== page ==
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Nassau Health Care Corporation Remains the Only Provider of Equitable Healthcare

Nassau Health Care Corporation

Nassau Health Care Corporation Remains the Only Provider of Equitable Healthcare

March 17, 2021

East Meadow, N.Y., March 17, 2021 – Nassau Health Care Corporation (NHCC), a leading healthcare provider serving Nassau County, Suffolk County, and parts of Queens, today made several  key statements and responses addressing two recent articles regarding a 2020 report by Alvarez & Marsal Healthcare Industry Group (A&M).

First and foremost, NHCC would like to thank Nassau County Executive Laura Curran for her continued support and leadership throughout these extremely challenging times. In response to the findings of the Alvarez & Marsal Healthcare Industry Group (A&M) report, we would like to provide additional detail and deeper context to the public to whom we are beholden. On the topic of healthcare finance and operations, we appreciate the recommendations set forth and have approached the matter with thorough internal examination and full transparency with our stakeholders.

The A&M findings were based on work done in 2020 and no adjustments were made to include the 2021 budget and operational improvements. Subsequently, our newest initiatives were also not incorporated. Final 2020 results placed NHCC in a much more advantageous position than projected by A&M by a margin of $54.4 million. Our 2021 budget resulted in $51.3 million in expense savings and revenue initiatives. 

NHCC currently has operating cash and current projections indicate sufficient funds to operate effectively through early 2024 rather than through the end of this year. This number additionally does not include the third and fourth rounds of CARES Act funds or FEMA funds which have not yet been distributed to NHCC. The budgeted operations for 2021 reflect an improvement of $83.3 million from the “projected loss approaching $200 million” which was included in the report. 

The A. Holly Patterson (AHP) facility, Nassau County’s only public extended care facility, has a current 2021 budget loss of $20.4 million. Based on projected financial losses of this magnitude, the A&M report recommends selling this facility. This loss, however, reflects the impact that the COVID crisis has had on this facility. With a recovery from COVID and the successful implementation of two new cultural programs at this facility, management believes that the projected operating loss will be reduced by 80%.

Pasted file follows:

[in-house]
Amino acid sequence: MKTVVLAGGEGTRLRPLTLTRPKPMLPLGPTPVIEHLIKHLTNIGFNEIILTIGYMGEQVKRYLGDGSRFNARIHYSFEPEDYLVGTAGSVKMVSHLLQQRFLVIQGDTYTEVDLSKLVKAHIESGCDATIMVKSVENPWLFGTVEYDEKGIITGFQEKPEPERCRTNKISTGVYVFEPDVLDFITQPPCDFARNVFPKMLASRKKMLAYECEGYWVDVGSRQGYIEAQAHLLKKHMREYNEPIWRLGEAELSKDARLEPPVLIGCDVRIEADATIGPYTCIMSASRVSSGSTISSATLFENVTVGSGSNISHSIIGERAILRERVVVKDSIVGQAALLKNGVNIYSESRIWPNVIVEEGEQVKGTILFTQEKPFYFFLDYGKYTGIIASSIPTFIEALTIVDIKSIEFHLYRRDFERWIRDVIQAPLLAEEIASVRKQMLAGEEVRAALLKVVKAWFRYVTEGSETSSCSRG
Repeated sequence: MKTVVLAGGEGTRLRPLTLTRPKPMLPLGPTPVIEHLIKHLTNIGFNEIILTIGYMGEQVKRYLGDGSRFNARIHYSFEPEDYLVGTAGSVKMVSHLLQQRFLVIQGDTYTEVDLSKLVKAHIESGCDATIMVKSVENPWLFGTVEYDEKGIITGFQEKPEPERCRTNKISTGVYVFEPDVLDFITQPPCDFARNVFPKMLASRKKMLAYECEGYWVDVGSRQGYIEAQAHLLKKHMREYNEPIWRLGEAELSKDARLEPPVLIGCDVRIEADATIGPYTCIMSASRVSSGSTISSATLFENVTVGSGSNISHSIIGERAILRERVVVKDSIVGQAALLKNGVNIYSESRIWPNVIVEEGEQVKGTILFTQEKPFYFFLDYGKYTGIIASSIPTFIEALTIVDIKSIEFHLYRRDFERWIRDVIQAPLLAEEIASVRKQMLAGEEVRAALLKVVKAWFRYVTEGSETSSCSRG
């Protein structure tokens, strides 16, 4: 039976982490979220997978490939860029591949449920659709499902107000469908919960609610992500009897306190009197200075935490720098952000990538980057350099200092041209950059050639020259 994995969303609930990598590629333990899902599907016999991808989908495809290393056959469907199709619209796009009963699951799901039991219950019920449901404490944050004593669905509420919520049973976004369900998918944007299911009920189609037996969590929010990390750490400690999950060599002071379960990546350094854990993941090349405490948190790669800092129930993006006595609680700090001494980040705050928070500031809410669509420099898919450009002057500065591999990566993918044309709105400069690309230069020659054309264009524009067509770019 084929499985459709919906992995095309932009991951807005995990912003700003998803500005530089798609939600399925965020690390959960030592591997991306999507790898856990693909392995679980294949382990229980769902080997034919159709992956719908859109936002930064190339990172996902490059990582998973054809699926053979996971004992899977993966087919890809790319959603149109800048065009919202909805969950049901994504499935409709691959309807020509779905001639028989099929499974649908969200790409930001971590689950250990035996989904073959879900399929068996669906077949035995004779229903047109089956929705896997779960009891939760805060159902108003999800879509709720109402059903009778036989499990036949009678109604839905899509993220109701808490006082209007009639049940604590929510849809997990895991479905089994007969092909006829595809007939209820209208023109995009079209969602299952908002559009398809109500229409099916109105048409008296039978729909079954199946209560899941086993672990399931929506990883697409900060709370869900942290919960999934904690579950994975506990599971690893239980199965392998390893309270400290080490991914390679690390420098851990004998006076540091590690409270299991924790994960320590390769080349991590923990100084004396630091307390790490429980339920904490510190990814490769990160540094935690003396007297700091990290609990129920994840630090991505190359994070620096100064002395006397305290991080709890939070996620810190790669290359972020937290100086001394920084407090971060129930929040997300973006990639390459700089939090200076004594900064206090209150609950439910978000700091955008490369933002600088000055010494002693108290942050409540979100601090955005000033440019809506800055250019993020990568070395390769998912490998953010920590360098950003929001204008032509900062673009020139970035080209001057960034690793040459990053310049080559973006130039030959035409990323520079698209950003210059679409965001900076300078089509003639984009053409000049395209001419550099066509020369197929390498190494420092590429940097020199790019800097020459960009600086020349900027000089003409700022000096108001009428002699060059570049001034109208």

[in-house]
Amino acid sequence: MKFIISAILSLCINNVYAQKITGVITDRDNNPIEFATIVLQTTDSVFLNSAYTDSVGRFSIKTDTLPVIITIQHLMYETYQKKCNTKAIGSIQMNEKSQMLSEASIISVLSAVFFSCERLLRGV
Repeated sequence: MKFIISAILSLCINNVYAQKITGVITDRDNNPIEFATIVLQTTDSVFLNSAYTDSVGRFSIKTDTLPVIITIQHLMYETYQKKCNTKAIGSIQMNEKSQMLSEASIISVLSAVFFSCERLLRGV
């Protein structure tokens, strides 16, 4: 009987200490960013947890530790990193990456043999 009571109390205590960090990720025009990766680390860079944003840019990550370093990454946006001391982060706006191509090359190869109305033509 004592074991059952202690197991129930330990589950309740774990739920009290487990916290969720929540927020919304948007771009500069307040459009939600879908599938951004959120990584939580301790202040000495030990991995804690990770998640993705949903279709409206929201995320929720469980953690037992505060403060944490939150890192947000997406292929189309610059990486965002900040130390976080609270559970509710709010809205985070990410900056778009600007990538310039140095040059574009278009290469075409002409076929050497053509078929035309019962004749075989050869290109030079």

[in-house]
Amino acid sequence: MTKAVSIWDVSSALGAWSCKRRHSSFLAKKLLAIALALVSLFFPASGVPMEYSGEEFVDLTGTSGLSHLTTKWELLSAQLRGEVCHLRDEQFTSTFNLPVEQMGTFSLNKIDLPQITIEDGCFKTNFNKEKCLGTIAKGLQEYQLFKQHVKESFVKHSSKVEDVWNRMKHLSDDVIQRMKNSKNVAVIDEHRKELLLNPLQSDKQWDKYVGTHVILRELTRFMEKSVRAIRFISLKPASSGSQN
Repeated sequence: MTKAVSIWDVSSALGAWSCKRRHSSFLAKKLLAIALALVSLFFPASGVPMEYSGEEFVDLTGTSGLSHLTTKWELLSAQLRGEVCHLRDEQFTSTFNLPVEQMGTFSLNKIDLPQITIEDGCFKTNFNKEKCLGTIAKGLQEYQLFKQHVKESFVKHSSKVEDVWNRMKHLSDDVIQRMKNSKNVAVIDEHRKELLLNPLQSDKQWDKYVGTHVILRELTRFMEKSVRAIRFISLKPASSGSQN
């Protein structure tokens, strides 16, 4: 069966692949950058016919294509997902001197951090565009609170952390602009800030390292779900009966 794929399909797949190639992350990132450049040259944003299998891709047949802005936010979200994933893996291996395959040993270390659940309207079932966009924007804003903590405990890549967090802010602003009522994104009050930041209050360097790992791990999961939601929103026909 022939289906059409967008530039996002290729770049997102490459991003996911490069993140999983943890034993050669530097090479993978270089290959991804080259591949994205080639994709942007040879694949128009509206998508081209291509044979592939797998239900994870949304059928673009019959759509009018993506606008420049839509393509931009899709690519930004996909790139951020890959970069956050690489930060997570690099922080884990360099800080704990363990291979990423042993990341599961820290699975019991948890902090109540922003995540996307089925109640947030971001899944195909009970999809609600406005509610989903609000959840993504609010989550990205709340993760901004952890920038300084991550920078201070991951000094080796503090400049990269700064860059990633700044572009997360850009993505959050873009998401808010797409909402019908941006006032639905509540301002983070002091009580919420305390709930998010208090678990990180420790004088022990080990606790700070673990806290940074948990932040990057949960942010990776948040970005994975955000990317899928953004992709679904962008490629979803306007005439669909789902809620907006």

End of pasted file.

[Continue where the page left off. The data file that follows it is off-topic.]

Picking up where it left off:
Closing Nassau University Medical Center (NUMC) would be an extreme action which would leave the entire region of Long Island without a Level I trauma center and burn center. Concurrently, eliminating the Emergency Department would have serious and dangerous ramifications not only for our first responders, but to the surrounding communities. In 2019, NUMC’s Emergency Department provided life-saving care to 67,029 patients. Closing the Emergency Room would impact emergency response time, risking the one-hour window in which patients of traumatic injury must receive critical care.

Nassau University Medical Center also provides specialized healthcare to 300,000 patients, including patients from Long Island’s most at risk communities. At a time when health disparities in the United States are at their most visible, NUMC continues to provide equitable care to all patients regardless of their financial status. The majority of these patients are ineligible to seek specialized care at nearby facilities, as referenced in the A&M report. We are currently the only provider of specialized healthcare for Nassau County’s uninsured residents, as well as those on Medicare and Medicaid, including bariatrics, ophthalmology, orthopedics, cardiology, and oncology.

In the winter of 2020 the Board of Directors, in recognition of the challenges facing Nassau Health Care Corporation, created a Strategic Planning & Action Committee to work with the executive team, reviewing current operations, financial information, and most importantly the community’s healthcare service needs, to develop future options for the hospital consistent with its findings.  

Additionally, NUMC employs over 3,200 healthcare professionals who, as stated by the Newsday Editorial Board, were a “crucial resource during the terrifying first wave.” (of the COVID-19 crisis) These dedicated first-line responders would become unemployed at a most precarious time for our community.

While it was impossible to predict the global impact of COVID-19, we can however, predict that NHCC will again be ready to meet every and any crisis that is brought to our doorstep. We will continue to champion quality healthcare for our most vulnerable populations.

At NHCC, we deeply value our patients and employees and it is our intention to continue to serve the public. While we understand and appreciate the insight provided by the A&M report, we must at all times account for the critical human measure of healthcare, which has been and continues to be our top priority.


Megan C. Ryan, Esq.
General Counsel
Chief Compliance, Privacy & Ethics Officer, Executive Vice President-NuHealth

(516) 296-2389

Source: Nassau Health Care Corporation